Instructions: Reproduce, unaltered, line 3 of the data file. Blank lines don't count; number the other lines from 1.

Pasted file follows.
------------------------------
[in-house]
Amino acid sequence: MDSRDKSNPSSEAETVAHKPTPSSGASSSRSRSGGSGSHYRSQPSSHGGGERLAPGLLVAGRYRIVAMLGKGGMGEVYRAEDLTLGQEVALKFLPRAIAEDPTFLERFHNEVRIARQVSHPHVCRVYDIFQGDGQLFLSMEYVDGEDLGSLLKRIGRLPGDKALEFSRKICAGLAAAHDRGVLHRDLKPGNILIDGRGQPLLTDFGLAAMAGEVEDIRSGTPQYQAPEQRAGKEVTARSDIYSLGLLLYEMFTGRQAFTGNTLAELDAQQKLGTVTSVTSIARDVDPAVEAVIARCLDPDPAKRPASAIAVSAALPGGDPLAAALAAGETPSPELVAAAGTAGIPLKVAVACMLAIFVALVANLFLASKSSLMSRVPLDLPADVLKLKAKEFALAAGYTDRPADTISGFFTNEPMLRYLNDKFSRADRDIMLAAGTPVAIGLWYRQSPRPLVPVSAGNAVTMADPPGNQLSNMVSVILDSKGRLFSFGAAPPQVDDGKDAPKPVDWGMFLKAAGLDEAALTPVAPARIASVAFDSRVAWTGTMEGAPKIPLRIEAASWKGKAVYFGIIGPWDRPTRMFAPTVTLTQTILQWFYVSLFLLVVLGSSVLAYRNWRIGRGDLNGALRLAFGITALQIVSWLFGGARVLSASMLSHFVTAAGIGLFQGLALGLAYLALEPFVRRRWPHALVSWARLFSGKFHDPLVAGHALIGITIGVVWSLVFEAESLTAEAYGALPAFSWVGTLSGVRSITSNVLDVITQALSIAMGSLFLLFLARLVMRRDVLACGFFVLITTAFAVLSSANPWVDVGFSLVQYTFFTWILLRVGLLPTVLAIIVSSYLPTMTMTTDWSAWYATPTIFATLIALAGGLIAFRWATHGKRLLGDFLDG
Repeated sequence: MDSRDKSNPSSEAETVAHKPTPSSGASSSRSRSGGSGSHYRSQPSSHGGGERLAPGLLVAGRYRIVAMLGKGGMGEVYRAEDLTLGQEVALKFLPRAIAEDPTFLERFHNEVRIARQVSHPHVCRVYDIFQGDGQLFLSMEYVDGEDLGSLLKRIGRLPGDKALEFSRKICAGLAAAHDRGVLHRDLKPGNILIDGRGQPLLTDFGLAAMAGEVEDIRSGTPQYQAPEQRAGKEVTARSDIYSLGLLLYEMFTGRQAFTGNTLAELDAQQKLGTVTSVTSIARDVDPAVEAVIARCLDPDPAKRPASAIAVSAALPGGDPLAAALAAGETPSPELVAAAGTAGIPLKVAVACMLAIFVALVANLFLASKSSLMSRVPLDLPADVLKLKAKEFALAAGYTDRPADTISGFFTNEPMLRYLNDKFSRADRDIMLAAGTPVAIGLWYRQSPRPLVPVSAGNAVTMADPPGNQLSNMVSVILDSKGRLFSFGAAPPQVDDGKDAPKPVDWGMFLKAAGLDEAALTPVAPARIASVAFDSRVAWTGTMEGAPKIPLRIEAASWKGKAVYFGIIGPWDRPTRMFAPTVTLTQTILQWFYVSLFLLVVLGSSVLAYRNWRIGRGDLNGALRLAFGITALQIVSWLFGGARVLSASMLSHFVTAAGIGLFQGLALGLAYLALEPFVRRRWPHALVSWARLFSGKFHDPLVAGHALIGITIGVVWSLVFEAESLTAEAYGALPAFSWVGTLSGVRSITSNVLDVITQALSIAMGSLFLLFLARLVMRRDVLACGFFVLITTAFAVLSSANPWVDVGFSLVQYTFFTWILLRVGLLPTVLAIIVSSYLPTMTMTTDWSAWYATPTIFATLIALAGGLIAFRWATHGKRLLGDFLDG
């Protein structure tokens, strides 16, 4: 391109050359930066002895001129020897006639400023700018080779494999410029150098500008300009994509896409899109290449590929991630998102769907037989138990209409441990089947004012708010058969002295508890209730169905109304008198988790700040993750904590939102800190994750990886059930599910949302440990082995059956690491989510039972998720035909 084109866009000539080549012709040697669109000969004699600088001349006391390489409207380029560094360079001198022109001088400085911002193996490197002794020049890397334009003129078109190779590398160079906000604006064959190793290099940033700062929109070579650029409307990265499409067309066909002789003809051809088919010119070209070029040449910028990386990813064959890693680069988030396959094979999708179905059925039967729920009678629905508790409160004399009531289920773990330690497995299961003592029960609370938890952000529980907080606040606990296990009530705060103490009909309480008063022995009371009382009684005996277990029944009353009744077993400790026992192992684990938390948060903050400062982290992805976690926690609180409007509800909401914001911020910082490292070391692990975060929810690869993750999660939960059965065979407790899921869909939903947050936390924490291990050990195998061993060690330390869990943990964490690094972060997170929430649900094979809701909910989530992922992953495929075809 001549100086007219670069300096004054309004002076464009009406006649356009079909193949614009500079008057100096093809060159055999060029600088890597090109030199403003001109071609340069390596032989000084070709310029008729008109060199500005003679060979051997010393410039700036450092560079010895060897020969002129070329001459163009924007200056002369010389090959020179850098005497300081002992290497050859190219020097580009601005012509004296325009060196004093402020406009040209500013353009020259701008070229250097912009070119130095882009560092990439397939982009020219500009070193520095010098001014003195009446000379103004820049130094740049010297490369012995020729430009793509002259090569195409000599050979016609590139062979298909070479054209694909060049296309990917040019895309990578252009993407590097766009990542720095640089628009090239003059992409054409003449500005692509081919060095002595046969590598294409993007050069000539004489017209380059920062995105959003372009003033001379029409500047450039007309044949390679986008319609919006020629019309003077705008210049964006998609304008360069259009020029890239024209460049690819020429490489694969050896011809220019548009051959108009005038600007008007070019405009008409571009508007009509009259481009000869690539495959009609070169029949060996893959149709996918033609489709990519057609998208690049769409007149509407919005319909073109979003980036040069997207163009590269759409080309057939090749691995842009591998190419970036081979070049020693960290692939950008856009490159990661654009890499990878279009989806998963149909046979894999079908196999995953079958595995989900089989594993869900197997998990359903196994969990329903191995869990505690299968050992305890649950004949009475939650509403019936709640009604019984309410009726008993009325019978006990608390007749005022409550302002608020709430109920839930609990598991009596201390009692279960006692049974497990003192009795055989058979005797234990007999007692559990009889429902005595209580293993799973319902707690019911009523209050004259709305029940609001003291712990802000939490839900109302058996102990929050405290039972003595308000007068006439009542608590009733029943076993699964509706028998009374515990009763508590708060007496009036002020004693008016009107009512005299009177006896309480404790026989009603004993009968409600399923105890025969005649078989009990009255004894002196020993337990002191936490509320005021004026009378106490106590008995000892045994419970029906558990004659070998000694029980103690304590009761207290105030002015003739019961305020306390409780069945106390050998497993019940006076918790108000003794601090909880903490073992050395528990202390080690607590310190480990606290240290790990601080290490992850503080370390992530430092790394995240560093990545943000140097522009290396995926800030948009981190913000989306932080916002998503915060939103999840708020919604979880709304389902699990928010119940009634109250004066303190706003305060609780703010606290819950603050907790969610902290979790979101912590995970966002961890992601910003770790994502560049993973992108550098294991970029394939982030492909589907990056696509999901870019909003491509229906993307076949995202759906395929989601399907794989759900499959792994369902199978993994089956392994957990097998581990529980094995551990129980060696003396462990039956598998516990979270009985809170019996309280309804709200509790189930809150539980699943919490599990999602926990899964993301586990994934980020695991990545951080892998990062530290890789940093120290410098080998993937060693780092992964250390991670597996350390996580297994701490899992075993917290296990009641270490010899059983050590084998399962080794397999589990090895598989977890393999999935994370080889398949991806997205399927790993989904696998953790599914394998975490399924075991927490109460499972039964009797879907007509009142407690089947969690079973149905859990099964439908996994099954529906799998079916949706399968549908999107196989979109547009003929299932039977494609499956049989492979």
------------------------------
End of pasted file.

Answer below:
Repeated sequence: MDSRDKSNPSSEAETVAHKPTPSSGASSSRSRSGGSGSHYRSQPSSHGGGERLAPGLLVAGRYRIVAMLGKGGMGEVYRAEDLTLGQEVALKFLPRAIAEDPTFLERFHNEVRIARQVSHPHVCRVYDIFQGDGQLFLSMEYVDGEDLGSLLKRIGRLPGDKALEFSRKICAGLAAAHDRGVLHRDLKPGNILIDGRGQPLLTDFGLAAMAGEVEDIRSGTPQYQAPEQRAGKEVTARSDIYSLGLLLYEMFTGRQAFTGNTLAELDAQQKLGTVTSVTSIARDVDPAVEAVIARCLDPDPAKRPASAIAVSAALPGGDPLAAALAAGETPSPELVAAAGTAGIPLKVAVACMLAIFVALVANLFLASKSSLMSRVPLDLPADVLKLKAKEFALAAGYTDRPADTISGFFTNEPMLRYLNDKFSRADRDIMLAAGTPVAIGLWYRQSPRPLVPVSAGNAVTMADPPGNQLSNMVSVILDSKGRLFSFGAAPPQVDDGKDAPKPVDWGMFLKAAGLDEAALTPVAPARIASVAFDSRVAWTGTMEGAPKIPLRIEAASWKGKAVYFGIIGPWDRPTRMFAPTVTLTQTILQWFYVSLFLLVVLGSSVLAYRNWRIGRGDLNGALRLAFGITALQIVSWLFGGARVLSASMLSHFVTAAGIGLFQGLALGLAYLALEPFVRRRWPHALVSWARLFSGKFHDPLVAGHALIGITIGVVWSLVFEAESLTAEAYGALPAFSWVGTLSGVRSITSNVLDVITQALSIAMGSLFLLFLARLVMRRDVLACGFFVLITTAFAVLSSANPWVDVGFSLVQYTFFTWILLRVGLLPTVLAIIVSSYLPTMTMTTDWSAWYATPTIFATLIALAGGLIAFRWATHGKRLLGDFLDG